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Forests do not end at national borders – how can united knowledge help Europe’s forests?

This is a report made by three representatives from the International Forestry Students’ Association during their voluntary work for the HLPD 2023 organization.

On November 9, government representatives and practitioners from all over Europe came together in Berlin for the second FOREST EUROPE High-Level Talks to address one question: How can sustainable forest management help make Europe’s forests more resilient to the consequences of climate change?

For those who don’t know, FOREST EUROPE is a pan-European forest policy process at the ministerial level in which guidelines, criteria, and indicators of sustainable forest management are developed. And we had the opportunity to be the youth representatives.

What have we seen? What are the bullet points we, the Youth, take from this day full of panel discussions? This is our perspective on the topic of „growing healthier forests“ and the efforts the government representatives make in their countries.

The high-level meeting focused on the consequences of the climate crisis in European forests. In his welcoming speech, the Federal Minister of Food and Agriculture, Cem Özdemir, called for knowledge and forces to be pooled in Europe in order to make greater use of them for our forests, which are severely affected by the climate crisis:

“Our forests are important comrades-in-arms in the fight against the climate crisis and its consequences. Our forests do not end at national borders. Protecting our forests and adapting them to the climate crisis is, therefore, a pan-European challenge. We can only overcome it together.”

As we should know, it is not easy to develop a Europe-wide forest policy. Forests in Europe are very diverse in terms of their tree species composition, climatic conditions and the extent of changes caused by climate change, and social relationships to forests are also very diverse.

Accordingly, Sustainable Forest Management (SFM) does not necessarily equal resilient forest management everywhere, as stated by the professor of ecosystem dynamics and forest management at the Technical University of Munich, Rupert Seidl. It needs deliberate considerations and time frames to enhance a process of resilience. The director of the Icelandic Forest Service, Þröstur Eysteinsson, hits the nail on the head:

there is no „one fits all“-solution.”

So why is it still important to talk to each other? In times of fast-changing environmental and climatic conditions, nobody knows how to act for the best. The rule „local is best“ loses its validity, and we need forest experts to be more open-minded to interlinked knowledge from everywhere in the world.

Since the climatic conditions are changing faster than ever, different problems occur, but in many cases, other nations have already faced these problems. With collaboration and constructive scientific dialogue, we can profit from problems other nations have faced and work together. One good core concern is, therefore, to build and establish a European platform to pool expertise and research findings on protecting forests from the climate crisis. The planned “Forest Risk Facility” (FoRISK Facility) is intended to be a permanent facility for partners and initiatives to receive assistance for preventing risks, coping with risks, and adapting forests. Shared knowledge is the best knowledge.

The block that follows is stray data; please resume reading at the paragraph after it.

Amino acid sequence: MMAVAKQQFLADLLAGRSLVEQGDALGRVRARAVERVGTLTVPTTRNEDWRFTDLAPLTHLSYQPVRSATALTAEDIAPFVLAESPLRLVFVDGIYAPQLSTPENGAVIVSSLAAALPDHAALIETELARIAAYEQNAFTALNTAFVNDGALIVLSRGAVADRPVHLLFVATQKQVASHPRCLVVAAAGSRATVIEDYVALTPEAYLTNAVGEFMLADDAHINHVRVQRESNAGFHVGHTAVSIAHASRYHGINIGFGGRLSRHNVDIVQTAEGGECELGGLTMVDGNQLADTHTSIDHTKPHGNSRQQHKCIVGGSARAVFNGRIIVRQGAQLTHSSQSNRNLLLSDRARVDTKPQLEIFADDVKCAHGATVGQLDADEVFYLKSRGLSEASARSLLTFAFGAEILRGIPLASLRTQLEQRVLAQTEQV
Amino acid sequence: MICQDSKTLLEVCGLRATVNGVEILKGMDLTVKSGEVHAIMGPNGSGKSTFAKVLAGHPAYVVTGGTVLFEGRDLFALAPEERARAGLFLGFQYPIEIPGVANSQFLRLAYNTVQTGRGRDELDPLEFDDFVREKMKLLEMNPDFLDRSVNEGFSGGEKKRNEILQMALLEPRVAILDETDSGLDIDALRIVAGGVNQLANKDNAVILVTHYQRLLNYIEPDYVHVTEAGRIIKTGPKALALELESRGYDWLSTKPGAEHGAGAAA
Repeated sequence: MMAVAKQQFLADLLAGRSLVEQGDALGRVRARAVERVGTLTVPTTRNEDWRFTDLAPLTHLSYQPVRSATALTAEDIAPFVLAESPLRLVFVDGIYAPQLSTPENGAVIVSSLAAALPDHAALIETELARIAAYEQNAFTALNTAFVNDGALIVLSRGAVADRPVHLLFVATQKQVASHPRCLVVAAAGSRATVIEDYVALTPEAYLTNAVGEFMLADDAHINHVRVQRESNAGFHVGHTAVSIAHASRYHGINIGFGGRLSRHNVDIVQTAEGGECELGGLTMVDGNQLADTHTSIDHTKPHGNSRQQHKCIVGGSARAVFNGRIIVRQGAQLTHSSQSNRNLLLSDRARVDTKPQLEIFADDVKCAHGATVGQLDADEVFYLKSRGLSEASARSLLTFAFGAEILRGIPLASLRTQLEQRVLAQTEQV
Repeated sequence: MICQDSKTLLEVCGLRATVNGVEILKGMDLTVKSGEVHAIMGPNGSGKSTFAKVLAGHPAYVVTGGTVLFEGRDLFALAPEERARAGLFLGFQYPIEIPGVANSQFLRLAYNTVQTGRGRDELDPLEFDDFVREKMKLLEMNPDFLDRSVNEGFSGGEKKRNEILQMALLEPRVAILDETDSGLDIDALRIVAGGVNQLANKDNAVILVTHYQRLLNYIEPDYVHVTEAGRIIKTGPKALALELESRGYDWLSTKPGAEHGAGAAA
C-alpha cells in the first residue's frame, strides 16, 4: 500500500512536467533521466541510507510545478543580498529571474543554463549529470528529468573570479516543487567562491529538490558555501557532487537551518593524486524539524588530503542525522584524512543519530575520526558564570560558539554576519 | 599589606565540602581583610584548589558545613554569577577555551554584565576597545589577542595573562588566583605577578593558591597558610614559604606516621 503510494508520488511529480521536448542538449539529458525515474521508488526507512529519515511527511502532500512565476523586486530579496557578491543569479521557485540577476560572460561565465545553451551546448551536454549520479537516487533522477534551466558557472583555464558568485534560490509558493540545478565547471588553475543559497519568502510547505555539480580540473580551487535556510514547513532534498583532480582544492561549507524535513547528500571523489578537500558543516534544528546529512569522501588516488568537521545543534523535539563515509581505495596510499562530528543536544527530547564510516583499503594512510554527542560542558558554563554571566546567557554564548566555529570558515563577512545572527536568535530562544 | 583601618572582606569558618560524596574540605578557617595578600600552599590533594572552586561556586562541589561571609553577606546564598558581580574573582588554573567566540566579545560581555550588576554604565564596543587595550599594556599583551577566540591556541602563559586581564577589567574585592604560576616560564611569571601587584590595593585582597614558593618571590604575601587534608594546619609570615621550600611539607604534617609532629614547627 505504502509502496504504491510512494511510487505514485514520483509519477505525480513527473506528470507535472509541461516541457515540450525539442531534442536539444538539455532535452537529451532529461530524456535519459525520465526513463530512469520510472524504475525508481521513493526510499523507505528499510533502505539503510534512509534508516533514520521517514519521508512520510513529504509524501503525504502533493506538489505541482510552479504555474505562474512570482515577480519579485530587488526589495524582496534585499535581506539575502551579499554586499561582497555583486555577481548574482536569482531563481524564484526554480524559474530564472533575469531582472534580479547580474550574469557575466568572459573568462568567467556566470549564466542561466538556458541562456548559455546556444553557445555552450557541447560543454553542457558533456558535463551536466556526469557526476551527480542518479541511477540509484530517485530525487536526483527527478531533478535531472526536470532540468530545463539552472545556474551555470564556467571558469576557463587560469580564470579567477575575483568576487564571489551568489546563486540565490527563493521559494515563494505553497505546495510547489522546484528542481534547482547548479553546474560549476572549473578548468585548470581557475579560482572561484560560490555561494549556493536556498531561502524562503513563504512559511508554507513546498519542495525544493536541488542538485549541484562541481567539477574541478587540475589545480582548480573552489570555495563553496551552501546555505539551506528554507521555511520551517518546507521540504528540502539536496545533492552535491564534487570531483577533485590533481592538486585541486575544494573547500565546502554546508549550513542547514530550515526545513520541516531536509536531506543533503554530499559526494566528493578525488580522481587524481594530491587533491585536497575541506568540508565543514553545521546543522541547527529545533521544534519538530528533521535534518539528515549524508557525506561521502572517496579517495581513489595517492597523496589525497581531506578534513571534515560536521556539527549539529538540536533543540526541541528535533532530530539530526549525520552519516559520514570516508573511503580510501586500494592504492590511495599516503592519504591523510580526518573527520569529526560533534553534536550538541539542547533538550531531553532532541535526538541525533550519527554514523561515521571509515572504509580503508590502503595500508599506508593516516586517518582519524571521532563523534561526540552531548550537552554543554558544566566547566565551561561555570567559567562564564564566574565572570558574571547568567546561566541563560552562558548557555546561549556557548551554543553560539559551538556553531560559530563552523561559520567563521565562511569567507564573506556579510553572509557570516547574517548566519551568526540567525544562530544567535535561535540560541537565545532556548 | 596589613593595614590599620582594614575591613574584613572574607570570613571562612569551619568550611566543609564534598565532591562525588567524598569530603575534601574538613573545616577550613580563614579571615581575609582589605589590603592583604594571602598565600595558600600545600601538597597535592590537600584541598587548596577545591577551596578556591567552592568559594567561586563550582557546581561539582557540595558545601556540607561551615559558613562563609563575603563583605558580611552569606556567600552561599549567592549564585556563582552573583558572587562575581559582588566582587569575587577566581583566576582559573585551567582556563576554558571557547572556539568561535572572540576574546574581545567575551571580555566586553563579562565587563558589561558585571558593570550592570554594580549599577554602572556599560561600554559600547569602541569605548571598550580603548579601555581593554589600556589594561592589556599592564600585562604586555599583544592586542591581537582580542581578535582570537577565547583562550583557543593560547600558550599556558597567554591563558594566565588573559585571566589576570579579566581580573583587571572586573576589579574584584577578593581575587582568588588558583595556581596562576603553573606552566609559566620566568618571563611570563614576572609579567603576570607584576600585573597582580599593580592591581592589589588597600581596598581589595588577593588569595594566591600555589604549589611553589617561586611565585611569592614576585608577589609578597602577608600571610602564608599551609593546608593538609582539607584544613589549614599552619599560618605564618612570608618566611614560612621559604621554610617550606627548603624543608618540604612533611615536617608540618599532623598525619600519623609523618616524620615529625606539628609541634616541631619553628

The HLPD was very professionally organized. As the youth representatives, we did not have much delegation experience beforehand, so it was a pleasure to get the opportunity here. The Moderator, Jo O’Hara, did a fantastic job and led in an emotional and empathic way through the day.  The panelists’ content was substantial and eloquent, which is important for the broader FOREST EUROPE process.

On the second day, we did an excursion in the Grunewald, which was beautiful in the autumn-shaped colorful forest around Berlin. It was also a great opportunity to get to know each other better and to dive deeper into certain topics in smaller groups.

What we missed a bit during the conversations is a bigger emphasis on how important it is to gather ideas for increasing the acceptance of SFM by society. Social acceptance and participatory processes in forestry activities are the root of every forest strategy that is overseen most of the time. In recent times, when many forests look devastated, it is more important to legitimize the expertise of foresters and to make it visible to everyone that foresters act scientifically and to the best of their knowledge and belief.

A lot of this issue relies on our own acts: Foresters need to be more open-minded to other interest groups and sectors in society. Regarding international collaboration, we need to set the same prerequisites for all signatory states and implement an effective and fruitful exchange. Then, we can set a good example of an efficient and action-oriented policy that gets adapted within the FOREST EUROPE process.

Check here the interviews with the Secretary General of the Confederation of European Forest Owners (CEPF), Fanny-Pomme Langue, and the Communications Manager of the International Union of Forest-Research Organizations (IUFRO), José Bolaños.

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